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The Roving Sportman… The Good, the Sad, and the Really, Really Ugly

The next several weeks represent the peak time for the birth of new fawns. Usually, from now through mid-June, spring gobbler hunters and those who spend time in the woods may be treated to the amazing sight of a newly born fawn and enjoy a sight that most outdoors folks never see. But nature is not always perfect — far from it – as often the birthing and early weeks of the life of a new fawn are not always carefree with pleasant outcomes.

I was reminded of the sad truth just last Monday evening. With just an hour to go before sunset and darkness would settle in over the landscape, I watched a whitetail doe out the kitchen window as she stood in a fallow field some 80 yards from the house and 40 yards from the edge of the lawn. She remained in the same spot, and her head would disappear into the tall weeds, and then as she raised her head, she would be licking her lips. If she were feeding there, she would often have a mouthful of grass or greens as her head raised, but this was not the case — she merely licked her lips each time. Then it dawned on me that she had just given birth to a fawn and was cleaning it and stimulating it to become active. She would walk away several yards, turn around and repeat the process of licking the fawn. Finally, she walked away from the spot, and after waiting 15 minutes once she went out of sight, I slowly walked into the field, hoping to get a nice photo of a newly born fawn. It was typical of a doe to leave a newborn so that she would not draw the attention of any nearby predator. She would return sometime later to nurse and perhaps move the fawn to a new location. As I spotted the fawn, I eased closer, camera ready, and then my heart sank. It laid still, not a muscle moving — it was a stillborn fawn.

Standing there, I reflected back to years earlier as I watched two 350-pound male black bears walking through that same fallow field. It was early June, and they slowly and steadily walked 40 yards apart across the length of the field. I thought it a bit odd until I realized they were working together, slowly searching the tall grass and weeds for a newborn fawn. Then, early one morning the following spring, I was awakened by a terrible sound coming in through my bedroom window. It was the piercing cry of a fawn, and I knew instantly that a predator had found its prey. After sufficient time had passed, I slowly and noisily walked into the tall grass to discover the remains of a fawn that had fallen prey to a black bear.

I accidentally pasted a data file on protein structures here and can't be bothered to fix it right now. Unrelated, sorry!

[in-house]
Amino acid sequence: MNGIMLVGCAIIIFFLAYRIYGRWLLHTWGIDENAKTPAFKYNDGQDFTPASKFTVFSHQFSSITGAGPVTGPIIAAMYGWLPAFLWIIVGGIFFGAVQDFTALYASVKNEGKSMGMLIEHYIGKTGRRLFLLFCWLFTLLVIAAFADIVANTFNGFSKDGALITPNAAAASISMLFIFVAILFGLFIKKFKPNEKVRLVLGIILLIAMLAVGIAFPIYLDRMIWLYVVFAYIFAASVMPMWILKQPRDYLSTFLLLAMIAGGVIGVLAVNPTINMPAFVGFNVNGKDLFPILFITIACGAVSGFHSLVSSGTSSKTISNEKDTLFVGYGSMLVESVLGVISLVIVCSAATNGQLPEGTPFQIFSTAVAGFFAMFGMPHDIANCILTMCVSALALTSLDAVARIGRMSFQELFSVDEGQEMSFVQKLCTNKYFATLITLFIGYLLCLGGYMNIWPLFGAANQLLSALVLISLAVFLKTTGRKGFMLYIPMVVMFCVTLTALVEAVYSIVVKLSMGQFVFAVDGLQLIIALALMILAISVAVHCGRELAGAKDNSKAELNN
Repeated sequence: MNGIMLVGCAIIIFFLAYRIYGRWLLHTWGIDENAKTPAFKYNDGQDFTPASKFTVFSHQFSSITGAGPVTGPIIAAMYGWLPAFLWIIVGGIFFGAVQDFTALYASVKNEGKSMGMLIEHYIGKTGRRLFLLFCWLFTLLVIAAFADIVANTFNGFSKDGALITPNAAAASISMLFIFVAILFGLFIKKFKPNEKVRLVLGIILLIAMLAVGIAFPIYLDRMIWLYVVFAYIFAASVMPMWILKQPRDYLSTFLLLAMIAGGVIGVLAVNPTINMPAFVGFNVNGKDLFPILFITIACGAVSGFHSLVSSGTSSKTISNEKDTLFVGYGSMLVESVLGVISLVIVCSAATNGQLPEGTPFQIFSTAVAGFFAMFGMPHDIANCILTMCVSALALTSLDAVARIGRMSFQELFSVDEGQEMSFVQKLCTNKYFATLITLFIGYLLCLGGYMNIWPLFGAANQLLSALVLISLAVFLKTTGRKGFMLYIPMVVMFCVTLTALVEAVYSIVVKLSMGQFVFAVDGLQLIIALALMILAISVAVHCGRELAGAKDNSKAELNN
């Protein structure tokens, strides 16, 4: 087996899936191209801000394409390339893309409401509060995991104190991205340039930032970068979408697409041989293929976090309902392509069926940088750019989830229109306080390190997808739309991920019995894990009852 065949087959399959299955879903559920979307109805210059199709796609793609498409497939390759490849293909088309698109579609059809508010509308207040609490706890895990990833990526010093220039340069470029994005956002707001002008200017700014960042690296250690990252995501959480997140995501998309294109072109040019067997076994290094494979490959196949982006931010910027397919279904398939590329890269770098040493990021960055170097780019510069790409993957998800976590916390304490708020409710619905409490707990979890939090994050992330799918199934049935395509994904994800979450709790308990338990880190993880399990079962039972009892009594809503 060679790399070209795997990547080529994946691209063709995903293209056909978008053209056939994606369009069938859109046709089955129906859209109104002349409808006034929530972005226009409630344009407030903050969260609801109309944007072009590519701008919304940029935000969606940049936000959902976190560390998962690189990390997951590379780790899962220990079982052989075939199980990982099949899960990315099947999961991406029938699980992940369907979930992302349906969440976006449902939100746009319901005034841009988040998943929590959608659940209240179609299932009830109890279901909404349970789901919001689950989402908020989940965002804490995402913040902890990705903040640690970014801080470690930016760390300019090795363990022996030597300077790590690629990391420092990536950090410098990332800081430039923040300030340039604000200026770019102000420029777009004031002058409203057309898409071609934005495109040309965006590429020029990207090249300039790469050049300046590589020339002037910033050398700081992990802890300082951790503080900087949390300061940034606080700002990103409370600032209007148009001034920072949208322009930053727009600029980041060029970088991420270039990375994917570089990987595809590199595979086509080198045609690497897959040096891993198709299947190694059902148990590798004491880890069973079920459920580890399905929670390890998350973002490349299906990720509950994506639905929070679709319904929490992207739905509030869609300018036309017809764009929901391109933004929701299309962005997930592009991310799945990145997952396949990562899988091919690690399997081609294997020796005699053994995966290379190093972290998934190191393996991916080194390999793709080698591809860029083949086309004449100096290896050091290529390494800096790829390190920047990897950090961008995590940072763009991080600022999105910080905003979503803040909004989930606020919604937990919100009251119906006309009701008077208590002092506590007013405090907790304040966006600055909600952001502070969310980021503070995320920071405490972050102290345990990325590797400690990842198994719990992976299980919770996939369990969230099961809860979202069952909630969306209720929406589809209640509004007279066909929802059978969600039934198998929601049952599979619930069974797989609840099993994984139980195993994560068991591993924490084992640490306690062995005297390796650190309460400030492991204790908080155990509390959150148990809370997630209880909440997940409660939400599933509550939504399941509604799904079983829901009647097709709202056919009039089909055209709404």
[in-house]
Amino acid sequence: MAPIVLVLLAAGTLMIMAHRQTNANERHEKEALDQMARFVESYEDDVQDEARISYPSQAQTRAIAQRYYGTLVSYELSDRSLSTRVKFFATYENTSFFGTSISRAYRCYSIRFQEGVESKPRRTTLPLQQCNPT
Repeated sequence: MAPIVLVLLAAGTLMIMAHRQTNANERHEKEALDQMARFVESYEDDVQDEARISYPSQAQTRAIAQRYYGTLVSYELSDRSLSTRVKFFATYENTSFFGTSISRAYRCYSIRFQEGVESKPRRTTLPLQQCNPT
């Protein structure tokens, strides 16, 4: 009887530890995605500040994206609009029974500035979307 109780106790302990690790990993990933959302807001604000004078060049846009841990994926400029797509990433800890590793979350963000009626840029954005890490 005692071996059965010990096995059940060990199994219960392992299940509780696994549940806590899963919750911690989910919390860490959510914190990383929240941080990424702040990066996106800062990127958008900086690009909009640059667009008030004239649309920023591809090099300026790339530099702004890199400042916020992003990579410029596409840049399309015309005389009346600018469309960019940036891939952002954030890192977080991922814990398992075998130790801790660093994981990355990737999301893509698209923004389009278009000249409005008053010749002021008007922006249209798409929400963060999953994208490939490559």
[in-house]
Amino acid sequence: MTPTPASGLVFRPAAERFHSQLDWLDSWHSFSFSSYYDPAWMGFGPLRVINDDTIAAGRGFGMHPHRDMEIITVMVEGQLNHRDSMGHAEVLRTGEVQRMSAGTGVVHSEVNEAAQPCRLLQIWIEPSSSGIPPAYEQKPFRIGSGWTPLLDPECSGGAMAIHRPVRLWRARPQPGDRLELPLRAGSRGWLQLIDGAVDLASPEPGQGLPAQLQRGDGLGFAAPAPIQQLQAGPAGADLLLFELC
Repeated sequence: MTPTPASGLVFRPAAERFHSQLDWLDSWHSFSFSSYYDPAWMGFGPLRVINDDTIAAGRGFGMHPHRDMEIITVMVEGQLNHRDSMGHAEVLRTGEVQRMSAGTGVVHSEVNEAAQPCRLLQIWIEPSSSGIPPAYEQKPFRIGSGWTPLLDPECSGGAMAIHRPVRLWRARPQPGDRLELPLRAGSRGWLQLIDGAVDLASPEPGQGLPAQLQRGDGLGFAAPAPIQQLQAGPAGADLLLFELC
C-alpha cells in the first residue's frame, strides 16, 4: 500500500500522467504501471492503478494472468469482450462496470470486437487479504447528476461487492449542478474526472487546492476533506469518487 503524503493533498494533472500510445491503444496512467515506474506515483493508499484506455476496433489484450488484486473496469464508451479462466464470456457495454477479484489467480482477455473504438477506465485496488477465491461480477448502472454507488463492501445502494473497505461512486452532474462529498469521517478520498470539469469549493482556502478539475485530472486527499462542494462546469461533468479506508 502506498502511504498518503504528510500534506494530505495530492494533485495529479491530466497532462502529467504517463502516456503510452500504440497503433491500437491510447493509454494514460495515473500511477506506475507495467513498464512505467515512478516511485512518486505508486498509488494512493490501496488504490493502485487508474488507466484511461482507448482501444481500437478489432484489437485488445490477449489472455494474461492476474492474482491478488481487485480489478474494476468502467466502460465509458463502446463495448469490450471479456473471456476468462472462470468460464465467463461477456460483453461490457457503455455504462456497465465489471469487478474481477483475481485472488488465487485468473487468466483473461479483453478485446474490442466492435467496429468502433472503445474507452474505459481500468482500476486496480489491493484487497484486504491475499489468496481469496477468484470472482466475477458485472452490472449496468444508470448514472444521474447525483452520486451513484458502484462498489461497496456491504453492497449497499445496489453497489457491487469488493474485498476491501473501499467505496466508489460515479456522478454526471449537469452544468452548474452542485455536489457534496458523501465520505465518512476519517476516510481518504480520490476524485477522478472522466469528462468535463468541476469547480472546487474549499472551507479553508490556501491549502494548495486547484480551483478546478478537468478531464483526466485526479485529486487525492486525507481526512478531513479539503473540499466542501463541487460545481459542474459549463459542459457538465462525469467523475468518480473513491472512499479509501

Perhaps the really ugliest event I have ever witnessed in the wild happened one mid-morning in spring gobbler season about ten years ago. The early morning gobbling that had begun at daybreak had subsided, but I remained still, patiently waiting for a response to my intermittent calling. Then, in the distance, I heard a dog barking, and then a second dog joined in. The sounds grew closer, and suddenly, I glimpsed a doe running along a logging road, and in pursuit were the two dogs. As she passed by, I realized that a fawn was hanging from her, and her birthing process had been interrupted by the pursuing dogs. I did not see the outcome of the chase, but I could only imagine that this happens all too often when coyotes discover a doe attempting to give birth.

The good news is that all of these various occurrences, from stillbirth to predation and accidental deaths of young fawns, are but a small percentage of the total number of overall births. More often than not, the birth of a single fawn or the birth of twins or sometimes triplets goes off without a hitch, and the young fawns grow to be bucks or fawn-producing does in seasons to come.

For the next several weeks, you may be treated to witnessing the birthing of a fawn or come across in your travels the chance to observe a young fawn. If you happen to be in the woods or fields and stumble across a lone fawn, please avoid the temptation of “helping” the fawn just because you do not see a doe nearby. She will often hide her young and move away — usually still in sight of the spot. You may not see her, but she sees you! She will faithfully return to nurse the fawn and often move it to a new hiding location. Hopefully, you may get a couple of quick photos, but don’t stay long or try to get too close. Appreciate the fact you have seen what many will never see and move on quietly.